This 19th century Mexican folk is nothing short of a masterpiece. Our Lady of Ocotlan, one of the most coveted subjects in Spanish colonial art, is depicted in this classic 19th century folk retablo.
According to popular legend, In the year of 1541, a young man named Juan Diego Bernardino was climbing through the forest onto a hill above the town of Tlaxcala. High upon the hill Mary called to him. He explained to her that the people of his town had been afflicted by a terrible plague. Our Lady asked him to follow her to a place where he could drink from a sacred river and be cured. After filling his container, Juan Diego soon returned to his village with water, and everyone who drank the miraculous water was cured.
This beautiful Ocotlan retablo is arguably, one of the finest examples known to exist. We have combed through collections, studied reference books and curated retablo exhibits, never encountering another 'Ocotlan' of the same caliber. Some of the highlights include:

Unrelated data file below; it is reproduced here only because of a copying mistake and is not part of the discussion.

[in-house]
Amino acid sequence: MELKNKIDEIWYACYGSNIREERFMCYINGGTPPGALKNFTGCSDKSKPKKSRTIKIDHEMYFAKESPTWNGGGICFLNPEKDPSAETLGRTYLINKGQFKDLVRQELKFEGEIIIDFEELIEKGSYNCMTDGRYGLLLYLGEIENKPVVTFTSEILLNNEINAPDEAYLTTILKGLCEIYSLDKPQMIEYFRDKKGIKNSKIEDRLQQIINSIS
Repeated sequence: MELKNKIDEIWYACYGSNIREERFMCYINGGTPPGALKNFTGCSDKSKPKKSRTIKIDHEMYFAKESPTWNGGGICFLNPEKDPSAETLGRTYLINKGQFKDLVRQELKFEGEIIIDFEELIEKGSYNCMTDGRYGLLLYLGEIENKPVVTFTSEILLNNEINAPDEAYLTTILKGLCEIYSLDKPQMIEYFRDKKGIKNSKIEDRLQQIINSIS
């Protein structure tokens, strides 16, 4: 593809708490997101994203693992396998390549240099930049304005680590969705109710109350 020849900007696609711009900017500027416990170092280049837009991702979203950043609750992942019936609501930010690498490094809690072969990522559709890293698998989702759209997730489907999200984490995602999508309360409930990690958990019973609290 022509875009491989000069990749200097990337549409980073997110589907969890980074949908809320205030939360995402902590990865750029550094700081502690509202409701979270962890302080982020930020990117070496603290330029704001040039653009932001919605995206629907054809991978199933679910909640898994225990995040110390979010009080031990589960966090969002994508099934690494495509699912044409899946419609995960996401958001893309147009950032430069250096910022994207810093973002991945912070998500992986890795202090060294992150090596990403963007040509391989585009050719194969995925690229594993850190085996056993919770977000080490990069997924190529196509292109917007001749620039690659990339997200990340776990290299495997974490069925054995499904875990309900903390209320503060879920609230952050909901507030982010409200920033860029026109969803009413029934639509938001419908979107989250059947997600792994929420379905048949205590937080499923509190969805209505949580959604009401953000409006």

1: The iridescent gold paint. When held to the light at different angles the surface becomes luminous.
2: The small vignettes, including -- the Town of Tlaxcala, God the Father, Juan Diego next to the watering hole, the minaret in upper right, and the national eagle symbol in lower right.
3: The saturn ring of cherubs encircling her radiant crown.
Dimensions: 14 inches vertical x 10 inches horizontal.
Condition: minimal paint loss.
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